b. Analysis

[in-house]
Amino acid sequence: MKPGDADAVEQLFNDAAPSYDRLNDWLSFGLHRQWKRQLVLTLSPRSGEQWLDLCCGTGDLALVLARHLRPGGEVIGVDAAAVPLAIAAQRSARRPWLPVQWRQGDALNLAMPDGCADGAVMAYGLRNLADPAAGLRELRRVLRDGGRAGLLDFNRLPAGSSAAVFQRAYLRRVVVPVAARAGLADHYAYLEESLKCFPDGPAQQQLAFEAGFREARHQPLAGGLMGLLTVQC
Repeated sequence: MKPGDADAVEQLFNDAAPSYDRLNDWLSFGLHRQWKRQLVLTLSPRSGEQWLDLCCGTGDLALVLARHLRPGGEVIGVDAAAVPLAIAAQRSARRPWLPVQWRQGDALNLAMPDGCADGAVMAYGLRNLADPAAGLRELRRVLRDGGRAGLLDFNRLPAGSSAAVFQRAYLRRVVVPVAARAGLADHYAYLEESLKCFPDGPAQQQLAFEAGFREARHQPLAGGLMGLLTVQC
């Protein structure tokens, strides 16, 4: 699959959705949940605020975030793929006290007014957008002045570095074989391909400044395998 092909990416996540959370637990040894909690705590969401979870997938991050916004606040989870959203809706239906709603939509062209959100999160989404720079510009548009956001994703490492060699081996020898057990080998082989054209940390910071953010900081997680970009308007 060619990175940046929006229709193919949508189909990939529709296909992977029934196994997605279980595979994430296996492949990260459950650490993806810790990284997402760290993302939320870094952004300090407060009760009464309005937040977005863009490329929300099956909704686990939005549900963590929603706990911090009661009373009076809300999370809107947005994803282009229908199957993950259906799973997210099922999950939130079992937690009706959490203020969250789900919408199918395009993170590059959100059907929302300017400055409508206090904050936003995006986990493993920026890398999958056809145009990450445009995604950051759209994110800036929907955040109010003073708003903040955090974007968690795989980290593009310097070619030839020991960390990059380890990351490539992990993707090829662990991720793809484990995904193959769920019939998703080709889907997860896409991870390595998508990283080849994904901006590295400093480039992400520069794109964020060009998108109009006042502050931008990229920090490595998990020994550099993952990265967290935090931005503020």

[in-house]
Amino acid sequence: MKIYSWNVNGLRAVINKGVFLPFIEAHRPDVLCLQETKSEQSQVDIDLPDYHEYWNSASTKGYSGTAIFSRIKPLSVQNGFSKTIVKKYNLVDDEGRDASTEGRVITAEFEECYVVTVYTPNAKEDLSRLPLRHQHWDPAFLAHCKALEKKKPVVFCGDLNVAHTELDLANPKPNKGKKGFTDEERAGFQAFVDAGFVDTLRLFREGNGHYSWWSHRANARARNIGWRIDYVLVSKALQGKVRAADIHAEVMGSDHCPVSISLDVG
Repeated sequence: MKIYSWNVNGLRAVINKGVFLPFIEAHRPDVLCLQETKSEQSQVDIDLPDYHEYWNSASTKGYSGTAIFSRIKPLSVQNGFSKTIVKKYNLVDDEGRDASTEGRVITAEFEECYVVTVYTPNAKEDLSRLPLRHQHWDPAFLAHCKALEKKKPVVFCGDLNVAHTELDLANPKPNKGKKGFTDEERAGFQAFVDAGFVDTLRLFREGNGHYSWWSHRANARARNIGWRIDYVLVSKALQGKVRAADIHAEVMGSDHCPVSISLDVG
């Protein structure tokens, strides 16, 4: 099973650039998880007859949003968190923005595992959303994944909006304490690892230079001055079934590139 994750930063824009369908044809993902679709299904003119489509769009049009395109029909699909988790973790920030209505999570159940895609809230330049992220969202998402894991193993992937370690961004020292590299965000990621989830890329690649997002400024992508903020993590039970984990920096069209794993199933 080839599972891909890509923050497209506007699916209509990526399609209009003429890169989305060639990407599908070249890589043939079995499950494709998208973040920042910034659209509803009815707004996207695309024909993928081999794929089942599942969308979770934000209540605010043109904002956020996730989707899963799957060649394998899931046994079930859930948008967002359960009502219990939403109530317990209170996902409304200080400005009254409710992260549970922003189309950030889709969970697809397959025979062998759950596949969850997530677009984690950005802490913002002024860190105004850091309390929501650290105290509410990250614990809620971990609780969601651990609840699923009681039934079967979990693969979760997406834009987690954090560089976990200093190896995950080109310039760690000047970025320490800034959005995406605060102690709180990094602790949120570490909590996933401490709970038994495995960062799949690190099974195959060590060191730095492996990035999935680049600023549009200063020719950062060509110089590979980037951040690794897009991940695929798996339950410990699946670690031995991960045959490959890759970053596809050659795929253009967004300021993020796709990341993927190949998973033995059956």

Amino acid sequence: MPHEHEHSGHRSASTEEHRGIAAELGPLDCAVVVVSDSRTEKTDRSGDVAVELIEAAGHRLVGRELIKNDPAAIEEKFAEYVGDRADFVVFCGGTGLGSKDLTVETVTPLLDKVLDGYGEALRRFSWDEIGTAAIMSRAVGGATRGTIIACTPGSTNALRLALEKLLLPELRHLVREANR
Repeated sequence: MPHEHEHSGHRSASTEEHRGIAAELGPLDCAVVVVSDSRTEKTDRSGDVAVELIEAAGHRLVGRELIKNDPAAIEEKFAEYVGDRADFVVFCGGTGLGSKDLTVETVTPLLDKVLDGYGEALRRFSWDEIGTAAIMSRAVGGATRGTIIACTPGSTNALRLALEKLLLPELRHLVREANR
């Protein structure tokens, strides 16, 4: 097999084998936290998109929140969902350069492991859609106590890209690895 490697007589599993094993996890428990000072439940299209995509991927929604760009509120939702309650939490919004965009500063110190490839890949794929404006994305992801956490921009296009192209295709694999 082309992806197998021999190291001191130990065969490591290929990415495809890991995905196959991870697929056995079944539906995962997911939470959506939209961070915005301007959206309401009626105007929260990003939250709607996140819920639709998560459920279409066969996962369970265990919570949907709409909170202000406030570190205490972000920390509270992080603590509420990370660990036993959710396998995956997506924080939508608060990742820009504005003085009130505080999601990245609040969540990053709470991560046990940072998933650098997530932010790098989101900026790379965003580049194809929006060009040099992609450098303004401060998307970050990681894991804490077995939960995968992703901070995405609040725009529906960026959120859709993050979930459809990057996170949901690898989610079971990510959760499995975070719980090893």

First, all data were interpolated to a common 2° × 2° latitude–longitude grid. To investigate interannual links between sea ice and the midlatitudes, we regressed atmospheric fields onto two indices of regional-mean sea ice cover. We focus on the regional sea ice anomalies in two regions that have previously been shown to have strong links to the midlatitudes (e.g., Kug et al. 2015): Barents–Kara Sea (BKS; 10°–90°E, 65°–85°N) and Chukchi–Bering Sea (CBS; 155°–195°W, 55°–80°N). The average SIC was taken for each region and then normalized by the observed standard deviation. Nearly identical results were obtained when the model SIC time series were instead normalized by the standard deviation in each model (not shown). All seasonal or monthly averaged data were linearly detrended prior to regression. In the model experiments, the detrending is performed on each ensemble member, to match what is done in the reanalysis. For regressions in reanalysis, we use the SIC from ERA-Interim and for the regressions in the AMIP experiments, we use the forcing data from Hurrell et al. (2008). These two SIC datasets are similar and produced nearly identical results when they were interchanged (not shown). The sign of the SIC is reversed, so that the regressions represent the field associated with a one standard deviation reduction in sea ice.